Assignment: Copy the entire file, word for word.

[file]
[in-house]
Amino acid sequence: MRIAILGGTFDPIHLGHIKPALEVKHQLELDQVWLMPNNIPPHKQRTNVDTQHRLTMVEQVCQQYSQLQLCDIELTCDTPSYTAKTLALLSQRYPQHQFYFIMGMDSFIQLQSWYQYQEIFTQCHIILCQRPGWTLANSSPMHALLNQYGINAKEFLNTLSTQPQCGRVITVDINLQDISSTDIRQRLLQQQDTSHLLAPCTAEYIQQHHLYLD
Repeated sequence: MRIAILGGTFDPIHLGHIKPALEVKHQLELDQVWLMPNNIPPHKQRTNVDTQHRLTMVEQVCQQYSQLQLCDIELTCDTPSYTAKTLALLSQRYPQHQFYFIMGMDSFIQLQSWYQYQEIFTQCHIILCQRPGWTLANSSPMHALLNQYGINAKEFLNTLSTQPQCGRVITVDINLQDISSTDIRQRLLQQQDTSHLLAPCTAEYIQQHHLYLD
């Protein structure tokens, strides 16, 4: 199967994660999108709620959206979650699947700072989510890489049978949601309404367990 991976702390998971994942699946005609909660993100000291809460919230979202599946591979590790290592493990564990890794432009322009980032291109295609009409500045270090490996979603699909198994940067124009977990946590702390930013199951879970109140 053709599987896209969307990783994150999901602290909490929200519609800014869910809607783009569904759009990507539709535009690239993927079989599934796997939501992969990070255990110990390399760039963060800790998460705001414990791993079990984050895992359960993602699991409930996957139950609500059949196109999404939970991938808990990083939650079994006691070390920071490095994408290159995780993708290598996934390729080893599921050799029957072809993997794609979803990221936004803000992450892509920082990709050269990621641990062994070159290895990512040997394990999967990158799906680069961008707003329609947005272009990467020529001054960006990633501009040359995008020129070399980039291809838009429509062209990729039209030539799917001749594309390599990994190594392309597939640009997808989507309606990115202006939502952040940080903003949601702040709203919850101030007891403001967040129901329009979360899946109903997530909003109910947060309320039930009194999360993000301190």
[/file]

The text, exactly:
[in-house]
Amino acid sequence: MRIAILGGTFDPIHLGHIKPALEVKHQLELDQVWLMPNNIPPHKQRTNVDTQHRLTMVEQVCQQYSQLQLCDIELTCDTPSYTAKTLALLSQRYPQHQFYFIMGMDSFIQLQSWYQYQEIFTQCHIILCQRPGWTLANSSPMHALLNQYGINAKEFLNTLSTQPQCGRVITVDINLQDISSTDIRQRLLQQQDTSHLLAPCTAEYIQQHHLYLD
Repeated sequence: MRIAILGGTFDPIHLGHIKPALEVKHQLELDQVWLMPNNIPPHKQRTNVDTQHRLTMVEQVCQQYSQLQLCDIELTCDTPSYTAKTLALLSQRYPQHQFYFIMGMDSFIQLQSWYQYQEIFTQCHIILCQRPGWTLANSSPMHALLNQYGINAKEFLNTLSTQPQCGRVITVDINLQDISSTDIRQRLLQQQDTSHLLAPCTAEYIQQHHLYLD
């Protein structure tokens, strides 16, 4: 199967994660999108709620959206979650699947700072989510890489049978949601309404367990 991976702390998971994942699946005609909660993100000291809460919230979202599946591979590790290592493990564990890794432009322009980032291109295609009409500045270090490996979603699909198994940067124009977990946590702390930013199951879970109140 053709599987896209969307990783994150999901602290909490929200519609800014869910809607783009569904759009990507539709535009690239993927079989599934796997939501992969990070255990110990390399760039963060800790998460705001414990791993079990984050895992359960993602699991409930996957139950609500059949196109999404939970991938808990990083939650079994006691070390920071490095994408290159995780993708290598996934390729080893599921050799029957072809993997794609979803990221936004803000992450892509920082990709050269990621641990062994070159290895990512040997394990999967990158799906680069961008707003329609947005272009990467020529001054960006990633501009040359995008020129070399980039291809838009429509062209990729039209030539799917001749594309390599990994190594392309597939640009997808989507309606990115202006939502952040940080903003949601702040709203919850101030007891403001967040129901329009979360899946109903997530909003109910947060309320039930009194999360993000301190």